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Vitiligo Information

Vitiligo or leukoderma is a skin disease that causes loss of pigment, resulting in irregular white patches of skin. The precise etiology of the disease is complex and not fully understood. There is some evidence suggesting it is caused by a combination of auto-immune, genetic and environmental factors. The population incidence in the United States is between 1% and 2%. The incidence in other countries such as India is thought to be higher.

Half of vitiligo patients develop signs of the disorder before the age of 20, with patches of de-pigmented skin appearing on extremities. The patches may grow or remain constant in size. Occasional small areas may repigment as they are recolonised by melanocytes. The location of vitiligo affected skin changes over time, with some patches re-pigmenting and others becoming affected.

In some cases, mild trauma to an area of skin seems to cause new patches - for example around the ankles (caused by friction with shoes or sneakers). Vitiligo may also be caused by stress that affects the immune system, leading the body to react and start eliminating skin pigment.

Vitiligo on the scalp may affect the color of the hair (though not always), leaving white patches or streaks. It will similarly affect whiskers and body hair.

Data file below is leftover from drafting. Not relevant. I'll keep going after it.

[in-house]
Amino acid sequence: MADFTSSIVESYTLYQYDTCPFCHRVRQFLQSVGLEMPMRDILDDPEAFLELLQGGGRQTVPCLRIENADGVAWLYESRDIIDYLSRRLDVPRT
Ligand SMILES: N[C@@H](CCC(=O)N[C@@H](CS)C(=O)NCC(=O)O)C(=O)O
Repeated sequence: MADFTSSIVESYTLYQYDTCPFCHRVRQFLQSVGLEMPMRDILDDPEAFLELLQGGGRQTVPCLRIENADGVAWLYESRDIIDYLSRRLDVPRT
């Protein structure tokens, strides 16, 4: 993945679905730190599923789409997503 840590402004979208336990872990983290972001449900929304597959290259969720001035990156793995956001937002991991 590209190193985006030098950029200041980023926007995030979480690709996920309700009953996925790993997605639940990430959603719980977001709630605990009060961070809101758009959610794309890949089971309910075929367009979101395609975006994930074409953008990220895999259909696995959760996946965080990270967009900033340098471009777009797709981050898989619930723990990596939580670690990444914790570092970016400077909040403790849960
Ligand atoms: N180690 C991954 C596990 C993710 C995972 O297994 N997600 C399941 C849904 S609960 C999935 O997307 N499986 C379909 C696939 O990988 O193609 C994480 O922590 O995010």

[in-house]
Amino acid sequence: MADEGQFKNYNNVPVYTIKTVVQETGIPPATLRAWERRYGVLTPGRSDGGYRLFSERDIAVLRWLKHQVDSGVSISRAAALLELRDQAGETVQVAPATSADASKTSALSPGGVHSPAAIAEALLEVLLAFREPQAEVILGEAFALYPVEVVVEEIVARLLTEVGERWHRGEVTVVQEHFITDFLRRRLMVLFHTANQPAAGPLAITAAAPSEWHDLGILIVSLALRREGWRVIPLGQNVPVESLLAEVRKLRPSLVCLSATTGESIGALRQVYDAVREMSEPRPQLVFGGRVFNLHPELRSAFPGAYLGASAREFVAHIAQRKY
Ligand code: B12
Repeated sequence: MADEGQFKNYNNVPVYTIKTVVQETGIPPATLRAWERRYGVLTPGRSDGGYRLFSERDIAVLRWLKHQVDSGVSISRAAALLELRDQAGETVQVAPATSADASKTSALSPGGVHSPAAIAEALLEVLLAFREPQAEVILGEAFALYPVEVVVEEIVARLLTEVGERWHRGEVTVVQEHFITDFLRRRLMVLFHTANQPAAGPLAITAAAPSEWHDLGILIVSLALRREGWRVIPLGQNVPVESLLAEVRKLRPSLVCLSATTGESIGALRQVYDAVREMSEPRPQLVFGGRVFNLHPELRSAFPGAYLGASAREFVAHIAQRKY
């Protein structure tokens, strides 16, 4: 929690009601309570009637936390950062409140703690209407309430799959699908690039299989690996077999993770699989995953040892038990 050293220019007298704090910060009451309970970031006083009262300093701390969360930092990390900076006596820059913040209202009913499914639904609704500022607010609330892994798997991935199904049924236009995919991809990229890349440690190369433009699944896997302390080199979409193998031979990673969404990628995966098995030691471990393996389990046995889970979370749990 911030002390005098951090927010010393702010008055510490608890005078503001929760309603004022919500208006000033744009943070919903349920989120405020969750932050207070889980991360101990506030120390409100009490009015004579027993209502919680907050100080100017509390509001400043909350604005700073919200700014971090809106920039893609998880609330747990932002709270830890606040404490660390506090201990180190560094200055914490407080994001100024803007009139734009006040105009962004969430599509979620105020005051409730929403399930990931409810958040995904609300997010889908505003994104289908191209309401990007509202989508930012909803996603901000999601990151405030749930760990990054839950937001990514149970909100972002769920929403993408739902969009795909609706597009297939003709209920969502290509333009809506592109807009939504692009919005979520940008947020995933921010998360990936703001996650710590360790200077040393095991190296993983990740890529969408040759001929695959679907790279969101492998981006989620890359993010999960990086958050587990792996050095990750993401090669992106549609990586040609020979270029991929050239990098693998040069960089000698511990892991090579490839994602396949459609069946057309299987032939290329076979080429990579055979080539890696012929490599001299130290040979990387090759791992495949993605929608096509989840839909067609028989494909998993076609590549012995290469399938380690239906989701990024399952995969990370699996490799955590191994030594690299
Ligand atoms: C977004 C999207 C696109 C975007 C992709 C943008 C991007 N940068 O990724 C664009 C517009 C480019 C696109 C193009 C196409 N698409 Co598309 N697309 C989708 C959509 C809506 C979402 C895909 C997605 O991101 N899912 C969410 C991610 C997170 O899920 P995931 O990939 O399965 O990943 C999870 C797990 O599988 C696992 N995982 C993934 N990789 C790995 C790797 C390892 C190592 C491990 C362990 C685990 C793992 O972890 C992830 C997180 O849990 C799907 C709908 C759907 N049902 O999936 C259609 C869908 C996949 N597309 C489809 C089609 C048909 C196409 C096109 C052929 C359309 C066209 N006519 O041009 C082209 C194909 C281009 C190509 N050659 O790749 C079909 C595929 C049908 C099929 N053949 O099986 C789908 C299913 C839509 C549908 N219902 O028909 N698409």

There are a number of ways to alter the appearance of vitiligo without addressing its underlying cause. In mild cases, vitiligo patches can be hidden with makeup or other cosmetic solutions. If the affected person is pale-skinned, the patches can be made less visible by avoiding sunlight and the tanning of unaffected skin. However, exposure to sunlight is preferable in the long run, because it helps the melanocytes regenerate to allow the pigmentation to come back to its original color.

Repigmentation therapies to remove the white patches include corticosteroids, calcineurin inhibitors, ultraviolet light and surgery, but they are not very effective. Current treatments include exposure to Narrow Band UV-B light, which seems to blur the edges of patches, and lightly freckling the affected areas. Immunomodulator creams are believed to cause repigmentation in some cases, but there is no scientific study yet to back this claim. Other more dramatic treatments include chemically treating the patient to remove all pigment from the skin to present a uniform skin tone. This is used by applying Monobenzone.

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